I’ve completed many project management maturity assessments using the P3M3, OPM3, and 4Q models for clients, and they are a great tool for improving project management success but too many organisations get fixated on the scores that come out of the model. Some organisations think that if they are a 2 they need to be a 3; or if they are a 3 they need to be a 5 (the scale is usually 0-5 with 5 being the highest level of maturity). I know of one organisation that made it clear to the assessor that they would not accept any score less than 4 in any of the assessment areas because that is what their manager expected them to be (despite clearly not meeting the requirements for this).
The organisation’s that do this, and the consultants that allow it, are missing the point about these tools. The point of any maturity assessment should always be about success, specifically how the organisation defines success, and helping the organisation be more successful. The maturity assessment itself should take a snapshot of current levels of success and also the score from the model – this becomes the baseline. The next step is to work with the client to define what the future level of success should be, and then with this information define target scores in areas that the organisation should focus on to achieve these levels of success – achieving the new/higher scores is just an added bonus. It should always be about success and not about the score – there is a correlation not causation relationship between scores and success.
For example, I have personally seen that it is possible to have a highly successful organisation scoring low 3’s and an organisation scoring high 4’s that wasn’t successful at all due to unnecessary process and bureaucracy. For the first organisation there was room for slight improvement in areas that actually delivered value, and for the second organisation there was an opportunity to become more efficient but doing less.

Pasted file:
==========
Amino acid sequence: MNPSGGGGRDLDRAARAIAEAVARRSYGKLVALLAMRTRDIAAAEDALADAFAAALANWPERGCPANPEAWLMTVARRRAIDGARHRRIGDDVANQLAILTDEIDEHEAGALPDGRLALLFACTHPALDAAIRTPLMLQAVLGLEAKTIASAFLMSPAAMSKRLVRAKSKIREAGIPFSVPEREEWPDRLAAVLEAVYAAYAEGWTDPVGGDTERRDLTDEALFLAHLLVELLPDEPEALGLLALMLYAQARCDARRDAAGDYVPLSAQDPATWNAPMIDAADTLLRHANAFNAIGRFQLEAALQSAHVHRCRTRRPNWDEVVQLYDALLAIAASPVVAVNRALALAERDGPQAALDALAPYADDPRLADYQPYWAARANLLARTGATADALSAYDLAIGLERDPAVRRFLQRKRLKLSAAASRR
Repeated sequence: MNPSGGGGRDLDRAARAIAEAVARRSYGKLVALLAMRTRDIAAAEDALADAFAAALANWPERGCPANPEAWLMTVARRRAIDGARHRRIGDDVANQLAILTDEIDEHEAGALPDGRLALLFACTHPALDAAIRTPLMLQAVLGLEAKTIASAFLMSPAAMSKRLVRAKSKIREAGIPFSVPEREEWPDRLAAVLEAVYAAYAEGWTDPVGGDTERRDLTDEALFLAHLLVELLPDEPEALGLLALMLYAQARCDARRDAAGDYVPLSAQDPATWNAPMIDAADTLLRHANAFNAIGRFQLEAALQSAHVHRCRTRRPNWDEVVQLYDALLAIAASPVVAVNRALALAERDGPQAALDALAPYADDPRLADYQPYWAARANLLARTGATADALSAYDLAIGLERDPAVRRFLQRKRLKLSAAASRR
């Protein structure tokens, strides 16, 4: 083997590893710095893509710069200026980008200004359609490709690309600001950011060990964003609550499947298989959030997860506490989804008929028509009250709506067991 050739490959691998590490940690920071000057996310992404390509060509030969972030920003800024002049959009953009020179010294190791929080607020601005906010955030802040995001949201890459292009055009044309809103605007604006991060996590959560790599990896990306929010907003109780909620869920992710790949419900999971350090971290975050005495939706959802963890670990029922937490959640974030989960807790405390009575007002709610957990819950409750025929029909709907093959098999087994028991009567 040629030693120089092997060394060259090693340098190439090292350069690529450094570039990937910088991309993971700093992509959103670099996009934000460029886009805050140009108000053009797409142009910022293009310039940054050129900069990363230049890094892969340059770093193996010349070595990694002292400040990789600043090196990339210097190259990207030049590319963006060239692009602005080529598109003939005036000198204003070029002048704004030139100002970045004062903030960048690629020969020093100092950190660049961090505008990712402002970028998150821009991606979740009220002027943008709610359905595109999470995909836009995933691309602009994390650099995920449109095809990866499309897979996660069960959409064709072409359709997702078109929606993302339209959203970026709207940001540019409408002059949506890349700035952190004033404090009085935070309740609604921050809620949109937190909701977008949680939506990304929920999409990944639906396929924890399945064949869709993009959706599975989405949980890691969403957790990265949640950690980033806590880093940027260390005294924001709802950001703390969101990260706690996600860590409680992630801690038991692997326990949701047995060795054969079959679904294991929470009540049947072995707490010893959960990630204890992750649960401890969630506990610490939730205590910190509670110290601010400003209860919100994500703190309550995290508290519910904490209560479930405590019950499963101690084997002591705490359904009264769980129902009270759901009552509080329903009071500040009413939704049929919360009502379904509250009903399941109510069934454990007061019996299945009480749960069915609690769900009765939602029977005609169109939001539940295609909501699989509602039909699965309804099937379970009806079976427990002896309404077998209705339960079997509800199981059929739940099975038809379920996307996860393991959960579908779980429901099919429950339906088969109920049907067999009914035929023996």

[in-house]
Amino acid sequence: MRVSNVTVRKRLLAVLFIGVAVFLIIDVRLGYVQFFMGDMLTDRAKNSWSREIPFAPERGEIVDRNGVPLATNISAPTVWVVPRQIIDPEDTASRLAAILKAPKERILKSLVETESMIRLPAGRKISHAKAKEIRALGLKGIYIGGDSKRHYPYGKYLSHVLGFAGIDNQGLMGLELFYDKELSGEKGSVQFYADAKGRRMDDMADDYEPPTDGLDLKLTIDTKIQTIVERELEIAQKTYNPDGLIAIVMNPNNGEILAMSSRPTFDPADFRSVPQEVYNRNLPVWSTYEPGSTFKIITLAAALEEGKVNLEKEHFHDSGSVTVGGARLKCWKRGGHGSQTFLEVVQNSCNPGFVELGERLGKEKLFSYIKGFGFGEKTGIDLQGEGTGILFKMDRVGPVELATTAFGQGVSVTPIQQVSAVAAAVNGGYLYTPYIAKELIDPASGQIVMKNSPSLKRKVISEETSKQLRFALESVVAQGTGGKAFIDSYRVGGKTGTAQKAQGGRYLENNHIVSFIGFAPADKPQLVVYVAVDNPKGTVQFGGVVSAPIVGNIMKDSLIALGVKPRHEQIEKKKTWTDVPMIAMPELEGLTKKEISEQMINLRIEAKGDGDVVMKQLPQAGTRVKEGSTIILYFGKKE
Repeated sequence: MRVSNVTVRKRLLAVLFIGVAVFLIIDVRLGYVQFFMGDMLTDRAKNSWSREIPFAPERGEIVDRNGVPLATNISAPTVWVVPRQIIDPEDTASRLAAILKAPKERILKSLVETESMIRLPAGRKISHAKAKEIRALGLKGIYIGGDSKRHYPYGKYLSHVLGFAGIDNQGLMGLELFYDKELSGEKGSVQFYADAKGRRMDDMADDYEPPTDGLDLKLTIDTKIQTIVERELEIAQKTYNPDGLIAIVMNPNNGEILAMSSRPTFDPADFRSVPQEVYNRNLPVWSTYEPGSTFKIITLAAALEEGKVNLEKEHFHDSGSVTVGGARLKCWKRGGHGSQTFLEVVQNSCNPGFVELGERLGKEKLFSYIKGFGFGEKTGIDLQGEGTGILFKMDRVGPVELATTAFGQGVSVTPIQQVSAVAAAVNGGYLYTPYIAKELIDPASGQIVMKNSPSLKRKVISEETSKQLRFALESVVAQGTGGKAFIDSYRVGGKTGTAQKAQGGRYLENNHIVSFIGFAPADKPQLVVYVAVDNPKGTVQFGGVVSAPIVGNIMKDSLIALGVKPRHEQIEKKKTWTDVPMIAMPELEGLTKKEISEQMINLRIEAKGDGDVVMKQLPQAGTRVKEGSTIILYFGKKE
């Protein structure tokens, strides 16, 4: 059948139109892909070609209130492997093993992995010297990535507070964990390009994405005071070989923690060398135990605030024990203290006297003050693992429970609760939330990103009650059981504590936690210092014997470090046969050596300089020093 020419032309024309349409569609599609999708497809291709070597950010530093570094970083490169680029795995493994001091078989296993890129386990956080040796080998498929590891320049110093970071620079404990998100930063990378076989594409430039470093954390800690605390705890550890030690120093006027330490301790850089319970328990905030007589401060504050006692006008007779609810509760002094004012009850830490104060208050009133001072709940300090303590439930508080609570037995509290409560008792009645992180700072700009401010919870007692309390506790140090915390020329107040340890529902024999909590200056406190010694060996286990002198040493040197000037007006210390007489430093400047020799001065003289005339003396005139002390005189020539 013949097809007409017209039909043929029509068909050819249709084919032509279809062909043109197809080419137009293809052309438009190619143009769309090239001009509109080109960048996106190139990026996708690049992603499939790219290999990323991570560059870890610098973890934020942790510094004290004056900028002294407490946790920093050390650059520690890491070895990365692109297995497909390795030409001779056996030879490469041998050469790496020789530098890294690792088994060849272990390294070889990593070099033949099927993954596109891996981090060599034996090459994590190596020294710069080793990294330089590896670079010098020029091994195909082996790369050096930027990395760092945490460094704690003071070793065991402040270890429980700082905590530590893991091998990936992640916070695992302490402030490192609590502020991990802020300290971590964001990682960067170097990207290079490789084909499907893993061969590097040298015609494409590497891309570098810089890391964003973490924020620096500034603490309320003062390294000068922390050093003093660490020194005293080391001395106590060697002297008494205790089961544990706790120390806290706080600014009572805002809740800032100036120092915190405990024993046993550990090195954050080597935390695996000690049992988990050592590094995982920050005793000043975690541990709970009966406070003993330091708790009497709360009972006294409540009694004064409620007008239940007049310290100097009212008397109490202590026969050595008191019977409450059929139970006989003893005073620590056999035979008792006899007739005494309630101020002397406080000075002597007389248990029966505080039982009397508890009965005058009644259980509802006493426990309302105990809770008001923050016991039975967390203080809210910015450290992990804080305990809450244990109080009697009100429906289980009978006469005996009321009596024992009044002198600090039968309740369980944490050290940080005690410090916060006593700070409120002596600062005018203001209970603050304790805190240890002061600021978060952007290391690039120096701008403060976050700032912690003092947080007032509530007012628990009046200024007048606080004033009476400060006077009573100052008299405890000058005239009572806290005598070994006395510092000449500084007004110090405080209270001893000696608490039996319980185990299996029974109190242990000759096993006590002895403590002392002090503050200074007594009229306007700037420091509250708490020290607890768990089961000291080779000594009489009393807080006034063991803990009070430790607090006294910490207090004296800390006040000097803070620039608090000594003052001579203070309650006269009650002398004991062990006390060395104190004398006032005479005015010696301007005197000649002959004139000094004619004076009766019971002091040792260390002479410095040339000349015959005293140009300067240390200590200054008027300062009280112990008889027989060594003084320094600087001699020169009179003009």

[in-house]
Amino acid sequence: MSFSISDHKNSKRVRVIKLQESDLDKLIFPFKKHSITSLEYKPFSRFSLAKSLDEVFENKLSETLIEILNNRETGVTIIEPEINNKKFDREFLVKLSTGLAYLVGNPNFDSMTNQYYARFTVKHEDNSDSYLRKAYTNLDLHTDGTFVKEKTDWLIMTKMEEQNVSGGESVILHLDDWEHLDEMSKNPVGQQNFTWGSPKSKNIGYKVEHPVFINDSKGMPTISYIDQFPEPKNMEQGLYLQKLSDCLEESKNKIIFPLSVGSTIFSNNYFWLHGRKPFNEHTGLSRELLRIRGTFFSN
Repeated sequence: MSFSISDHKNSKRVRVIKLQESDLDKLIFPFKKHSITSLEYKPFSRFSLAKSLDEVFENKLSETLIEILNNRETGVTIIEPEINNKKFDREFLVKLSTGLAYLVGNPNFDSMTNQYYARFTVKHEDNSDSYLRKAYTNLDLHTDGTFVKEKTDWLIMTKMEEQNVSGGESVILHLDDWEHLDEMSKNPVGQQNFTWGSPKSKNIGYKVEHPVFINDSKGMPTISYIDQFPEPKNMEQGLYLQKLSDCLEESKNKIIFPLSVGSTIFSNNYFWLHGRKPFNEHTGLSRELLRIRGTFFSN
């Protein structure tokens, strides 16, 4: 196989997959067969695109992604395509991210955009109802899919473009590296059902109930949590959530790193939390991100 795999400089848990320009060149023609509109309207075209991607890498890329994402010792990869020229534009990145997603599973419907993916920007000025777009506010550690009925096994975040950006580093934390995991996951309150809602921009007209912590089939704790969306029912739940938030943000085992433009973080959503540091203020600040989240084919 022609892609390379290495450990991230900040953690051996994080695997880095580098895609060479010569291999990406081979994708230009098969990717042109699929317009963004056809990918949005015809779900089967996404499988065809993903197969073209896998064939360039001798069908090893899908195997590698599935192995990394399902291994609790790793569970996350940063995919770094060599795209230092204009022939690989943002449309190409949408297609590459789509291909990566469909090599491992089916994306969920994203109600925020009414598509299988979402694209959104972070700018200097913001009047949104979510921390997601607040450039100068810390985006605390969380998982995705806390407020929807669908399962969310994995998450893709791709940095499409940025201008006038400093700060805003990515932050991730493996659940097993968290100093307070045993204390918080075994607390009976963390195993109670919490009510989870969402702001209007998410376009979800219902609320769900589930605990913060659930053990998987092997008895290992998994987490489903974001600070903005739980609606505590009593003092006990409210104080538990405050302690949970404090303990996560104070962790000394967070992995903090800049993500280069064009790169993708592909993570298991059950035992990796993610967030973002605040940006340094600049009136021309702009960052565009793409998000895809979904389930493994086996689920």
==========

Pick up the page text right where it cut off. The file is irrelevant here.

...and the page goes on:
One of the first questions you should ask when starting a maturity assessment is how successful are you, and how successful do you want to be? If the organisation can’t answer these then they are going to get a low score anyway and they probably have a range of issues to deal with. Once you have this information you can then use the model you want (P3M3, OPM3, & Praxis are all good models) to get scores from 0-5 in multiple areas of portfolio, programme, and project management.
The instead of arbitrarily recommending increases in scores, you need to focus on an increase in success, and use the model to identify the areas (and their scores) that will provide this uplift. The target scores should be focused on being more successful and not just getting a higher score.
And of course, the most important part of any maturity assessment are the recommendations for improvement. These need to be prioritised and achievable given organisational abilities and constraints.
So, if you are considering a project management maturity assessment, and you definitely should, make sure that the focus in on lifting your success rates, and not simply lifting the score.